Philip's stern Counter-Reformation measures sparked the Dutch Revolt in the mainly Calvinist Netherlandish provinces, which led to the outbreak of the Eighty Years' War in 1568. In January 1579 the seven northern provinces formed the Protestant Union of Utrecht, which declared independence from the Spanish branch of the Habsburgs as the Republic of the Seven United Netherlands by the 1581 Act of Abjuration. The Spanish branch of the Habsburgs could retain the rule only over the partly Catholic Southern Netherlands, completed after the Fall of Antwerp in 1585.
Better times came, when in 1598 the Spanish Netherlands passed to Philip's daughter Isabella Clara Eugenia and her husband Archduke Albert VII of Austria.The couple's rule brought a period of much-needed peace and stability to the economy, which stimulated the growth of a separate South Netherlandish identity and consolidated the authority of the House of Habsburg reconciling previous anti-Spanish sentiments. In the early 17th century, there was a flourishing court at Brussels. Among the artists who emerged from the court of the "Archdukes", as they were known, was Peter Paul Rubens. Under Isabella and Albert, the Spanish Netherlands actually had formal independence from Spain, but always remained unofficially within the Spanish sphere of influence. With Albert's death in 1621 they returned to formal Spanish control, although the childless Isabella remained on as Governor until her death in 1633.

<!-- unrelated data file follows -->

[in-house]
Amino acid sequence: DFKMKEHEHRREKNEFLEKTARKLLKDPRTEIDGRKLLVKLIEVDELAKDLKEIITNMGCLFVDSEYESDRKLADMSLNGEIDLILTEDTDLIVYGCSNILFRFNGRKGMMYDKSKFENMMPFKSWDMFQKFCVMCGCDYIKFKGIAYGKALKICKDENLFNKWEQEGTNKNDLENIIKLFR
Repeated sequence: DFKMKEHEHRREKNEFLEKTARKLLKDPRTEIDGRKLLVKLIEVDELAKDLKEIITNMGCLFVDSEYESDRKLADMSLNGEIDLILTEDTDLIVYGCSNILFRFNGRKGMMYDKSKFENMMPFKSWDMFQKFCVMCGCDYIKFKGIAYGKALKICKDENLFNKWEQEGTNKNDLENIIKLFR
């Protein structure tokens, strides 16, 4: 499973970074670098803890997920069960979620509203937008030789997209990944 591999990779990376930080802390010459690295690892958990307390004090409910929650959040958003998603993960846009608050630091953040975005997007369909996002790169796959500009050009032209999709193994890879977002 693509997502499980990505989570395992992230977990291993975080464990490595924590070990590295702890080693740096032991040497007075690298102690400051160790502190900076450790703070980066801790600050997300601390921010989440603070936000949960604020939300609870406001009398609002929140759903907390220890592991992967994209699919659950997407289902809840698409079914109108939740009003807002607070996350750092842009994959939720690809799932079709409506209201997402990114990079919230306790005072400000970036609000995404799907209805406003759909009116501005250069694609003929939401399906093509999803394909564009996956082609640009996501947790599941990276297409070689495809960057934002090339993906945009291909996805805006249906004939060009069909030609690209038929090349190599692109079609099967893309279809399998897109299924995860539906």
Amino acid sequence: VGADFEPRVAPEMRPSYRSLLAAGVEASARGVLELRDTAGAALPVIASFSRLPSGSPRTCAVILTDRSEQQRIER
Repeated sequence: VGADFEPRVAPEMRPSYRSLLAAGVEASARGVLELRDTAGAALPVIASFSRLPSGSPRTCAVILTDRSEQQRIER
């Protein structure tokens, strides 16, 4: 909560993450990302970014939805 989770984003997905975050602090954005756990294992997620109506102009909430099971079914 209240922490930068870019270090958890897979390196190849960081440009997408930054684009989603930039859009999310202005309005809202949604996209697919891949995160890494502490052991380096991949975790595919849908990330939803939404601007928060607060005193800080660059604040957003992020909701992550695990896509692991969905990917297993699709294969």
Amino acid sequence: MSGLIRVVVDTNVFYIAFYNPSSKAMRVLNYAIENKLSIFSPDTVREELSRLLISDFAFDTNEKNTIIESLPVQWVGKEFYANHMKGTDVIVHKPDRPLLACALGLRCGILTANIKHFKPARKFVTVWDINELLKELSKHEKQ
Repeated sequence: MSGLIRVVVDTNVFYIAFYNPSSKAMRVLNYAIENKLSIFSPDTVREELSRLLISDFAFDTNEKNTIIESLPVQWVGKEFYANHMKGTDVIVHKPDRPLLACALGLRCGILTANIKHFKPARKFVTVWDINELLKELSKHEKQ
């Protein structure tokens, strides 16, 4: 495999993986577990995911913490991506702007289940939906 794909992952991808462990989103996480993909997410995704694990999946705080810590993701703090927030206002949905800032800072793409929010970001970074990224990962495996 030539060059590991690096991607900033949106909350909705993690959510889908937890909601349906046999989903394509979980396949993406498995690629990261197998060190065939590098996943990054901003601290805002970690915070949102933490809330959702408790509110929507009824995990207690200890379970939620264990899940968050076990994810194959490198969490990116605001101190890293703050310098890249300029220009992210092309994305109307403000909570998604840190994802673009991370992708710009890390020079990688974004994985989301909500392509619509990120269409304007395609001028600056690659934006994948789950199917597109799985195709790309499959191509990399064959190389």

The failing wars intended to regain the 'heretical' northern Netherlands meant significant loss of (still mainly Catholic) territories in the north, which was consolidated in 1648 in the Peace of Westphalia, and given the peculiar inferior status of Generality Lands (jointly ruled by the United Republic, not admitted as member provinces): Zeelandic Flanders (south of the river Scheldt), the present Dutch province of Noord-Brabant and Maastricht (in the present-day Dutch province of Limburg).